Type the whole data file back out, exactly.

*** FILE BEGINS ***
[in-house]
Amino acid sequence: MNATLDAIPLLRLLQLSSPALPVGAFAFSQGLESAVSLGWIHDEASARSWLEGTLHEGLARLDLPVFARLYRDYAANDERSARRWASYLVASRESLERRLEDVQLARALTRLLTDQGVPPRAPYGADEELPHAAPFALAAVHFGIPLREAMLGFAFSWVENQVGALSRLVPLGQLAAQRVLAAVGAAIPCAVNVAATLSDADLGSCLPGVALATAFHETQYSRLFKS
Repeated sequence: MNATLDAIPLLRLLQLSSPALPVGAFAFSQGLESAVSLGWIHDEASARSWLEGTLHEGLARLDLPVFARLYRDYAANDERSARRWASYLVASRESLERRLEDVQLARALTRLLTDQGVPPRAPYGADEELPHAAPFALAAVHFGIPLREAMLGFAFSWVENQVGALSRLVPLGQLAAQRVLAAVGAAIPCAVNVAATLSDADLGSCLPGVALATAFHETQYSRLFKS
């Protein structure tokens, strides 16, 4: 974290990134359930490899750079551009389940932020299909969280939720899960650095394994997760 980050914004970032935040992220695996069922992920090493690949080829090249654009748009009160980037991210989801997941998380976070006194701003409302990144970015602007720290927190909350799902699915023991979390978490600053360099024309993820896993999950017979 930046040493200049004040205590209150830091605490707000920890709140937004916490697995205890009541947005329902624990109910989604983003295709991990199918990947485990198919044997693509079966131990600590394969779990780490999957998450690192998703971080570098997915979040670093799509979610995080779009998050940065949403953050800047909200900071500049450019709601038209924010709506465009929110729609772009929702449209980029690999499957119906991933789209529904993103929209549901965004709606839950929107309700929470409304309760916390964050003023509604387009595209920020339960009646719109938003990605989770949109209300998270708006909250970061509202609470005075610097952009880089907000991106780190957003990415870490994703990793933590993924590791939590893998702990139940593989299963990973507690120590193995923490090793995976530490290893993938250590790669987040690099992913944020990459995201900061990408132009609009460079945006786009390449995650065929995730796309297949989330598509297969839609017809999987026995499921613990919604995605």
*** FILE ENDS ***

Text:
[in-house]
Amino acid sequence: MNATLDAIPLLRLLQLSSPALPVGAFAFSQGLESAVSLGWIHDEASARSWLEGTLHEGLARLDLPVFARLYRDYAANDERSARRWASYLVASRESLERRLEDVQLARALTRLLTDQGVPPRAPYGADEELPHAAPFALAAVHFGIPLREAMLGFAFSWVENQVGALSRLVPLGQLAAQRVLAAVGAAIPCAVNVAATLSDADLGSCLPGVALATAFHETQYSRLFKS
Repeated sequence: MNATLDAIPLLRLLQLSSPALPVGAFAFSQGLESAVSLGWIHDEASARSWLEGTLHEGLARLDLPVFARLYRDYAANDERSARRWASYLVASRESLERRLEDVQLARALTRLLTDQGVPPRAPYGADEELPHAAPFALAAVHFGIPLREAMLGFAFSWVENQVGALSRLVPLGQLAAQRVLAAVGAAIPCAVNVAATLSDADLGSCLPGVALATAFHETQYSRLFKS
């Protein structure tokens, strides 16, 4: 974290990134359930490899750079551009389940932020299909969280939720899960650095394994997760 980050914004970032935040992220695996069922992920090493690949080829090249654009748009009160980037991210989801997941998380976070006194701003409302990144970015602007720290927190909350799902699915023991979390978490600053360099024309993820896993999950017979 930046040493200049004040205590209150830091605490707000920890709140937004916490697995205890009541947005329902624990109910989604983003295709991990199918990947485990198919044997693509079966131990600590394969779990780490999957998450690192998703971080570098997915979040670093799509979610995080779009998050940065949403953050800047909200900071500049450019709601038209924010709506465009929110729609772009929702449209980029690999499957119906991933789209529904993103929209549901965004709606839950929107309700929470409304309760916390964050003023509604387009595209920020339960009646719109938003990605989770949109209300998270708006909250970061509202609470005075610097952009880089907000991106780190957003990415870490994703990793933590993924590791939590893998702990139940593989299963990973507690120590193995923490090793995976530490290893993938250590790669987040690099992913944020990459995201900061990408132009609009460079945006786009390449995650065929995730796309297949989330598509297969839609017809999987026995499921613990919604995605």